Regional Reviews: Connecticut & the Berkshires
The action occurs in Jackson, Mississippi, within the home of the Millers. Playwright Killebrew, who was raised in Mississippi, knows the territory well and she presents real, genuine individuals. The play opens with a ghost story, voiced in subdued fashion, by trusted housekeeper Doris Stevenson (Benja Kay Thomas). Portions of the delivery are near monotone and one wonders whether this was a decision made by director Lee Sunday Evans or by the actress.
The family children include an older son, Thomas (Roderick Hill), his younger brother John (Jacob Perkins), and their sister Becky (Leah Karpel) in whose bedroom everyone has gathered. After a time, Mildred Miller (Charlotte Booker), mother of the siblings, announces, with alacrity, that her husband (the children's father) has shot himself to death. That event moves the play forward, but it is not until 40 minutes later that the plotline fully takes hold.
Thomas, carrying around a worn football for a time, wants to be like his dad. Hence, he aims to become both a Southern gentleman and a judge. Thomas is also conservative and a bully. John has a sensitivity to socio-political trends and events. Killebrew punctuates her play (oftentimes with audio emanating from an old television set) with news blasts which, for example, mention James Meredith's attendance at University of Mississippi, Freedom Summer, the death of three SNCC workers fighting for human rights, the demise of Martin Luther King, Jr., and the shooting of Robert Kennedy.
The production is fairly lengthy and the playwright supplies much information to provide context and perspective. It's a lot to take in and assimilate. The proceedings transpire, for the most part, within the interior of the house, and Kristen Robinson's design, including a stairway and upper floor, is nifty. Upon a few occasions, a black curtain is drawn and we are aware that a shift has been made to Doris's place of residence.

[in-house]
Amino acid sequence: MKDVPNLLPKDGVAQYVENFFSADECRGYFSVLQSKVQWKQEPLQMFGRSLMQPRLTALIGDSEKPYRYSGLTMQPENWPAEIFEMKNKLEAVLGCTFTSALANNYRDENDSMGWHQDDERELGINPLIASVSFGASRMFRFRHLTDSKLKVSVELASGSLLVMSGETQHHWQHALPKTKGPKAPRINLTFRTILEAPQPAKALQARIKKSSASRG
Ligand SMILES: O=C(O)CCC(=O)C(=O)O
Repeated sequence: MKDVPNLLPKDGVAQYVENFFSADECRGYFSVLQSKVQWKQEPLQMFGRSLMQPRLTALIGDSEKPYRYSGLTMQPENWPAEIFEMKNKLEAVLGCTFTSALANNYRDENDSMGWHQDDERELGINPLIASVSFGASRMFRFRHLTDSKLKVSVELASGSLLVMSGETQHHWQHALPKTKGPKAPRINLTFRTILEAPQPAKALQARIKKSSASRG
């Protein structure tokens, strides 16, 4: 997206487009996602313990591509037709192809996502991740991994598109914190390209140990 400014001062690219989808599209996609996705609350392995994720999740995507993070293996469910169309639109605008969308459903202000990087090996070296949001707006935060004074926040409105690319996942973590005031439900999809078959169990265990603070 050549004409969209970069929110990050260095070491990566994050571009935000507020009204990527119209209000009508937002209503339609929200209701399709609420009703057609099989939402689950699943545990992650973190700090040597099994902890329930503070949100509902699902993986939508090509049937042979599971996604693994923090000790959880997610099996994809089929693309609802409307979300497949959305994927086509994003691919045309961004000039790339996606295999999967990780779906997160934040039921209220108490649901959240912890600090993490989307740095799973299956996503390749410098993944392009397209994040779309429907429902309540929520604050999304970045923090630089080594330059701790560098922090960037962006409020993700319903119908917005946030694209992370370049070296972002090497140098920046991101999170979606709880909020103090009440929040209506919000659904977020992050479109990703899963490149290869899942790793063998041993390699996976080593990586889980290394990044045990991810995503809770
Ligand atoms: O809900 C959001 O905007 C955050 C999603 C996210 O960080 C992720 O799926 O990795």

Killebrew is at her best with Becky's character. As a teenager, the coming-of-age young woman carries around a sketch pad and demonstrates artistic ability. John encourages her, later, to nurture that talent and leave the area. Becky's life is complicated by Thomas; enough said. She does have choices of direction. There is a complexity created by her personal feelings versus a duty to emerge, in time, as a conventional woman of the house. Her position is not enviable, while her brothers' routes, as provided by Killebrew, are more obvious ones.
The playwright deserves much credit for tackling both racism and misogyny. Not a whole lot changes between 1960 through 1994 in terms of respect or value for either African Americans or women's worth and value. The writer might have taken on too much as she juxtaposes intra-family goings-on with tragic events both in the South and, more broadly, the United States during that epoch. Still, one ponders, in contemporary America, the problem of white supremacy and respect for women in politics.
Ultimately, then, this production (well enacted and directed) zeroes in upon, sad to say, hatred. Killebrew, through the play's canvas, demonstrates this form of anger as predominant even as a promise of love is implied a few times.
While the entirety of this particular work, at this moment, can be frustrating, the young playwright, delving hard into difficulties, raises moving issues which cannot be ducked or avoided.
Miller, Mississippi, through February 3, 2018, at Long Wharf Theatre, 222 Sargent Dr., New Haven CT. For tickets, call the box office at 203-787-4282 or visit longwharf.org.